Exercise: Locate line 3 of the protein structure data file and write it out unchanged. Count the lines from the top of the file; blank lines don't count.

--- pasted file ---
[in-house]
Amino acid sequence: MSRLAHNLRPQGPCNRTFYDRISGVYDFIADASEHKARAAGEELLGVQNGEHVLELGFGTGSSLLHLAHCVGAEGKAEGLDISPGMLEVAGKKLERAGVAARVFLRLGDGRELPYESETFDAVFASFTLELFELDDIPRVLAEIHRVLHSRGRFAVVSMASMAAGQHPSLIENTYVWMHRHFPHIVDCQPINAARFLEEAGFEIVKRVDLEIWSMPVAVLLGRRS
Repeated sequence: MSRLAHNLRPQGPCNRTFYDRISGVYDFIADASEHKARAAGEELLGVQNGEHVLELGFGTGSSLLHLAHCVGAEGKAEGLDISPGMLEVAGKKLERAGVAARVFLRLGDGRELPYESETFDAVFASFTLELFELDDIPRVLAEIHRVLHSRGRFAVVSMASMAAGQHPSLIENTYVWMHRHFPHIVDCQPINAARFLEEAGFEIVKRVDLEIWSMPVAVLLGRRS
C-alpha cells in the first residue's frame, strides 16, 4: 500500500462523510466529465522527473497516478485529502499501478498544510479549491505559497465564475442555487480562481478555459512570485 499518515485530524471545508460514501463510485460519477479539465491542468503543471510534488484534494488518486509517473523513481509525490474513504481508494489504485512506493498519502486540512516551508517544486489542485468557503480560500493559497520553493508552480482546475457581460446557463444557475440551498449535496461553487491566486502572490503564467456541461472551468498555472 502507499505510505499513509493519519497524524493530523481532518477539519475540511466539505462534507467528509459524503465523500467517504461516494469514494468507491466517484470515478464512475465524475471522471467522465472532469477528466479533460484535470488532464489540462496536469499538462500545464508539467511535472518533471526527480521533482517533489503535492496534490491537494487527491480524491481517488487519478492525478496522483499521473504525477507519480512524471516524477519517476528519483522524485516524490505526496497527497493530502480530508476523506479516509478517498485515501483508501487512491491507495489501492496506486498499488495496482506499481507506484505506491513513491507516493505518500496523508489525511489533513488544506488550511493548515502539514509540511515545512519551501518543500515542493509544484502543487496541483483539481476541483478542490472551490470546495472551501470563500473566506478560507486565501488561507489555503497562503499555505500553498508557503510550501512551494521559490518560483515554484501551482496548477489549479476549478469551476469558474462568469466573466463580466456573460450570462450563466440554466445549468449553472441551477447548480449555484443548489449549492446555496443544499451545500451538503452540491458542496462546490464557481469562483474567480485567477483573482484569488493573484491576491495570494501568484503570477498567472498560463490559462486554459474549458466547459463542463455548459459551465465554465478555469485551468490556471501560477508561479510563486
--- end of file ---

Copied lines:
Repeated sequence: MSRLAHNLRPQGPCNRTFYDRISGVYDFIADASEHKARAAGEELLGVQNGEHVLELGFGTGSSLLHLAHCVGAEGKAEGLDISPGMLEVAGKKLERAGVAARVFLRLGDGRELPYESETFDAVFASFTLELFELDDIPRVLAEIHRVLHSRGRFAVVSMASMAAGQHPSLIENTYVWMHRHFPHIVDCQPINAARFLEEAGFEIVKRVDLEIWSMPVAVLLGRRS